Data were collected from 540 children (59% girls) from 20 schools. Anthropometric measurements included height, body mass, waist circumference, mid-upper arm circumference and body fat percentage. Birth period and team sport participation were measured using a questionnaire. Multilevel logistic regression was used to determine which putative correlates are associated with team sport participation, given that measurements and responses may be clustered by school. A null model without the predictors was fitted to the data to compute the intraclass correlation coefficient to estimate the variance accounted for by school on team sport participation. Thereafter, a model with sex, age, height, weight, waist circumference, mid-upper arm circumference, body fat, birth period (whether the child’s birthday falls in the first or second half of the year), and school socioeconomic status quintile as predictors in the fixed-effects part of the model and school in the random-effects part of the model, was computed. For the multilevel logistic regression, coefficients and ORs are reported for each predictor, with the estimated SD reported for the random intercept. All analyses were performed using Stata 12 (StataCorp), with the level of significance set at p<0.05.

Descriptive statistics are reported in table 1. Girls had a 69% lower odds (OR=0.31, 0.19–0.49, p<0.001, n=528) of participating in team sport, when compared with their male counterparts (table 2). For every centimetre of waist circumference, the OR for participating in team sport was 0.94 (0.88–1.00, p<0.05, n=528). No other predictors were significant. The intraclass correlation coefficient for the null model for school was 0.07 (7%).

Table 1

Anthropometric characteristics by sport participation and sex (N=540))

Table 2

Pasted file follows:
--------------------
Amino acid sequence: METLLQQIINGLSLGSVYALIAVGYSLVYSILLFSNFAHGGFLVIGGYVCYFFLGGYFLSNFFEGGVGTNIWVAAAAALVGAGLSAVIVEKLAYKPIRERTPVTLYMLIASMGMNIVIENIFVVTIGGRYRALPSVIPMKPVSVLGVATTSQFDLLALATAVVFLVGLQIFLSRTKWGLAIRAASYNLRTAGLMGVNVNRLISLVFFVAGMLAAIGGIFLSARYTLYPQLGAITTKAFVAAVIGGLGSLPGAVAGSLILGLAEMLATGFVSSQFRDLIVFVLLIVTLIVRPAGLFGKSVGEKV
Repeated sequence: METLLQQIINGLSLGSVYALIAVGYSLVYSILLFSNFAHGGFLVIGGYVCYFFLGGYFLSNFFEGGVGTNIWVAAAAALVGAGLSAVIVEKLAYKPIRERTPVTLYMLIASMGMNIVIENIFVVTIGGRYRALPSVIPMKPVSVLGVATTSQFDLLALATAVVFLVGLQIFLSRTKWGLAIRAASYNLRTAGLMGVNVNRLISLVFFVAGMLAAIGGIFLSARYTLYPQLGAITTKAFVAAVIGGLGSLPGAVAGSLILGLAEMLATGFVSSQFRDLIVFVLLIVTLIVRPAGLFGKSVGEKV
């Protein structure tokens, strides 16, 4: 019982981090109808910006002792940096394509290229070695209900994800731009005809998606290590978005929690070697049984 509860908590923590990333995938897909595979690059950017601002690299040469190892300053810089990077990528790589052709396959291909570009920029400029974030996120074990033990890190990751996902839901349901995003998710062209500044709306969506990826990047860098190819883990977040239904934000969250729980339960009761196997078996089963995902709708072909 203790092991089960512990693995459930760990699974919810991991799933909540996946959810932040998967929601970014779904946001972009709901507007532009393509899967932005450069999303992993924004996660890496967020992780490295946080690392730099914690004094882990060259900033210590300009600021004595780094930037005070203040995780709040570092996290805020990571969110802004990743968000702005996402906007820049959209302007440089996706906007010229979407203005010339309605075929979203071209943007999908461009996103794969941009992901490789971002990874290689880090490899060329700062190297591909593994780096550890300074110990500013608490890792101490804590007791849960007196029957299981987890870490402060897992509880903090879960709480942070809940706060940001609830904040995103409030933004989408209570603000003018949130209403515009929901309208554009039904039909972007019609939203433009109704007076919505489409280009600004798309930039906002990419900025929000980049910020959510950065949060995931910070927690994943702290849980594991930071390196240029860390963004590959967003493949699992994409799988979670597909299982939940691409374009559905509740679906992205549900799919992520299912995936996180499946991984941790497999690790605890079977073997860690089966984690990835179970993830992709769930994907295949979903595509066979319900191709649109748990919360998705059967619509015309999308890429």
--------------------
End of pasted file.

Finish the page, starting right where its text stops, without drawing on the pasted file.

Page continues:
Multilevel logistic regression for sex, anthropometric measurements and birth period as predictors for team sport participation with random effect of school (n=528)

Just over 50% of children aged 9–11 years in South Africa participated in team sport. This finding is similar to studies in more developed countries.4 5 Girls are less likely to participate in team sport, which may be explained by factors such as accessibility and self-perception.6 Waist circumference was significantly associated with team sport participation, where leaner children participated in team sport more frequently. With that said, it is unclear whether children participating in team sport have a leaner waist circumference as a result of sport participation or leaner children are more likely to choose to play sport. Future work in this area should investigate details of the quality, frequency, duration, intensity, context and type of sport when measuring sport participation.

Public involvement

The public was not directly involved in the design of this study.

Acknowledgments

We wish to thank the ISCOLE Research Group and the ISCOLE External Advisory Board and the ISCOLE participants and their families who made this study possible.

References

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Footnotes

  • Twitter @Sharief_H

  • Contributors SH drafted the manuscript and all other authors provided input.

  • Funding ISCOLE was funded by Coca-Cola Company. With the exception of requiring that the study be global in nature, the study sponsor had no role in study design, data collection and analysis, decision to publish, or preparation of manuscripts.

  • Competing interests None declared.

  • Patient and public involvement statement The public was not directly involved in the design of this study.

  • Patient consent for publication Not required.

  • Provenance and peer review Not commissioned; externally peer reviewed.